Fischer does not provide an answer. They embrace the “hybrid and fluid nature of things.” The artist plays with convention and embraces uncertainty. They point to the humanity in digital space without succumbing to it. Even in the more abstract compositions, the audience recognizes certain reflections: Eyes, limbs, movement, and flesh are present but more or less entwined with place.
Disentangling is work for the viewer.Natalie MacNamara, Principal & Creative Director, NAMARA
Inspired by the work of Qavavau Manumie.
Canada Goose commissioned ᐃᒻᒪᕕᒻᒥ Upon the Sea 海上 for their flagship Shanghai location. This piece was designed with the building facade in mind, as a way of creating a unique artist presentation, viewable from the store interior and exterior, alike.
A suspended sea plant landscape of where the ocean meets the land. A convergence. Fischer used linework from traditional Chinese landscape painting, illustrations of neuronal bridges, and representational elements from Manumie’s drawing practice.
Shanghai is located where the confluence of two rivers meets the Pacific ocean. The piece is intended to be an embodiment of where different worlds meet referring both to Canadian culture in China, and Southern Canadian and Inuit cultures represented in this piece.
Qavavau Manumie’s drawings are the seeds from which Story Tree has grown. Manumie’s work is idiosyncratic and often amusing in his depictions of Inuit legends and mythology, Arctic wildlife and contemporary aspects of Inuit life. It is through this lens of cultural wisdom and whimsy that Alex Fischer has interpreted Manumie’s drawings for Story Tree. Equally significant is the influence of Kenojouac Ashevak, and Inuit art forebears to Fischer’s practice of digitally collecting, collaging and redrawing a site-specific tribute with a presence of its own.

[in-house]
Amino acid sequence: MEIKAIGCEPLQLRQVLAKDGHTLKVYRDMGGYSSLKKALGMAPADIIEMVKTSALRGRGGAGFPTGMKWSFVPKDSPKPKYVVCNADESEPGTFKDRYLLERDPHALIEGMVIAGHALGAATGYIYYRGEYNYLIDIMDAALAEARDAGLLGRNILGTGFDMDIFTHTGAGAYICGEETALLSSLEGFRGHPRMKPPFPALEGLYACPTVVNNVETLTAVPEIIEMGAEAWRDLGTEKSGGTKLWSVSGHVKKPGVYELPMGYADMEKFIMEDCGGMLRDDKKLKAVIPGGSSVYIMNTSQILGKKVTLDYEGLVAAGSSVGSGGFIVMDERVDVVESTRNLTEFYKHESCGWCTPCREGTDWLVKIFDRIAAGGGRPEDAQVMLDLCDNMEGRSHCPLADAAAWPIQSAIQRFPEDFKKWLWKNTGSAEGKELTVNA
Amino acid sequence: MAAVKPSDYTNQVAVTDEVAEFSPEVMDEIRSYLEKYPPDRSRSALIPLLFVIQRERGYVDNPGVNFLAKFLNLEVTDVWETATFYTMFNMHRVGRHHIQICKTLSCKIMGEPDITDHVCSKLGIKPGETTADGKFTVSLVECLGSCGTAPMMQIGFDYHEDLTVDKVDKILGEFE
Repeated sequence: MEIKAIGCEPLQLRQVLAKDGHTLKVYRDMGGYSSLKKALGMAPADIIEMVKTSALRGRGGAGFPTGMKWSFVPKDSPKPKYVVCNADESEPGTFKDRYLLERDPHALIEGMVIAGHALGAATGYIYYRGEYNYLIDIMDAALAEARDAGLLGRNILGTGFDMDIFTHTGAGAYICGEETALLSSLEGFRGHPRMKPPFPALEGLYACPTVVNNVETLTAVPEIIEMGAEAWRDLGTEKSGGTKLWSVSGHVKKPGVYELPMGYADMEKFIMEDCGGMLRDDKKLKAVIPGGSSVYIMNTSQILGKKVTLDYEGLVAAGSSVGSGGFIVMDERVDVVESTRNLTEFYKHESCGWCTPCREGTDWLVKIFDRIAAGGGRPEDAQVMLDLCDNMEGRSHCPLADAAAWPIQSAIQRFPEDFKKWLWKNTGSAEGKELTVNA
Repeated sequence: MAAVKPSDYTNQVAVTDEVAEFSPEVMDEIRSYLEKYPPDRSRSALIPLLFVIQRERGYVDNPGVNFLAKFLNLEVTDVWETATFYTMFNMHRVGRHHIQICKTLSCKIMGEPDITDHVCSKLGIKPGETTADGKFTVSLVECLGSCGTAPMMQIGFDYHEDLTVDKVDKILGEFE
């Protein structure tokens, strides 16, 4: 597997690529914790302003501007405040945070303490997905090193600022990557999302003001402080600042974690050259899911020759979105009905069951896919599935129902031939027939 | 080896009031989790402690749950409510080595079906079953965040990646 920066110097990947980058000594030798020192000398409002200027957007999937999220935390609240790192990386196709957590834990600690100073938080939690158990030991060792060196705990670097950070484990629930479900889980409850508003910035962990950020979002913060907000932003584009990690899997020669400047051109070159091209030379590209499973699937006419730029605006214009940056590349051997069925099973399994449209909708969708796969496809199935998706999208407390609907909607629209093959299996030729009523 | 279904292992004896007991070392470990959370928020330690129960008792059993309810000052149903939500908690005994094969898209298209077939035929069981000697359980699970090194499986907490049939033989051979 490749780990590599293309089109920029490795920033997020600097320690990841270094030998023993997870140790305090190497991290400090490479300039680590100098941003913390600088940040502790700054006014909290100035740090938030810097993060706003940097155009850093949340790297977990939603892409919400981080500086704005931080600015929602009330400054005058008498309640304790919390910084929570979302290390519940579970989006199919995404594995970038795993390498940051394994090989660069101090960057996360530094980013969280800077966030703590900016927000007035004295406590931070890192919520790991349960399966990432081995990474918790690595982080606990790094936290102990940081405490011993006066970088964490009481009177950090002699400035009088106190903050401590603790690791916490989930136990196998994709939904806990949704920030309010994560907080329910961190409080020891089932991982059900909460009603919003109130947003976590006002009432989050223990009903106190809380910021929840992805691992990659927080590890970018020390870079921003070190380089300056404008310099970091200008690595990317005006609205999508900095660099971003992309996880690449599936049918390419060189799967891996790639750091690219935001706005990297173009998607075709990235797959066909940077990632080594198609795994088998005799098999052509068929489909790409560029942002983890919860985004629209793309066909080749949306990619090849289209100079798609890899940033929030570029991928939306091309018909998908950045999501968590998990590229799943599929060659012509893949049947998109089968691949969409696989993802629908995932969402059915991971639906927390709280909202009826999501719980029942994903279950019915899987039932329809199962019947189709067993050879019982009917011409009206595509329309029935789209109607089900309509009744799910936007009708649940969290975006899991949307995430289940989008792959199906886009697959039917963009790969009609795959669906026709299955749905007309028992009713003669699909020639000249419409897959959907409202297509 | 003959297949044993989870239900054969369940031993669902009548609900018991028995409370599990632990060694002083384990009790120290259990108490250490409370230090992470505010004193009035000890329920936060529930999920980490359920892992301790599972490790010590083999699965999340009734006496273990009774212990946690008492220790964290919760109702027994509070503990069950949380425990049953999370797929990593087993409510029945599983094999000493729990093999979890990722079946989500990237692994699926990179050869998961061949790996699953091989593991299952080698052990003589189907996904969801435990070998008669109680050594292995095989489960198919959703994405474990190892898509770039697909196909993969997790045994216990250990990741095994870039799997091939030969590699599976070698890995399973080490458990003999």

Through the simplest means of bi-fold asymmetry, Fischer has planted Manumie’s drawings in physical space. Story Tree brings together distinct Northern and Southern perspectives with the mind of the viewer as their integral subject.
Made after visiting several NYC art fairs in the days leading up to the first COVID-19 lockdowns.
We may imagine variants on how things meet and diverge, invisible fields, false dichotomies, gravities and bloomings. The sense that through pollination things may become more than what they have been.
Beyond The Fall
Alex Fischer, Solo Exhibition, Galerie BAC
Galerie BAC, Bigué Art Contemporain est heureuse de vous présenter la 1ère exposition solo Montréalaise de l’artiste Torontois, Alex Fischer. Cette exposition intitulée « Beyond the Fall » sera présentée du 9 au 26 mai 2012.
Alex Fischer offre une vue humaine sur des scènes futuristes; une vue qui explore des idéologies et des projections sur une société ayant un regard sur l’art contemporain.
Composant ses personnages et ses paysages avec un assemblage de visuel photographique, Fischer garde toujours en tête que l’idée du futur est inévitable auprès des gens et il maintient, dans ses images, la faiblesse et la susceptibilité de notre état.
Les sujets et personnages de ses œuvres sont une réflexion de syncrétisme. Leur identité extérieur est imposé, ils sont hétérogène, mêlé à un environnement non-conscient mais toutefois, les sujets peuvent être vue vivant dans un monde post-structural par le voyeur.
Blackfoot, 2011, 15 × 9 1/8 inch giclée on Epson Enhanced Matte, White Gator, Framed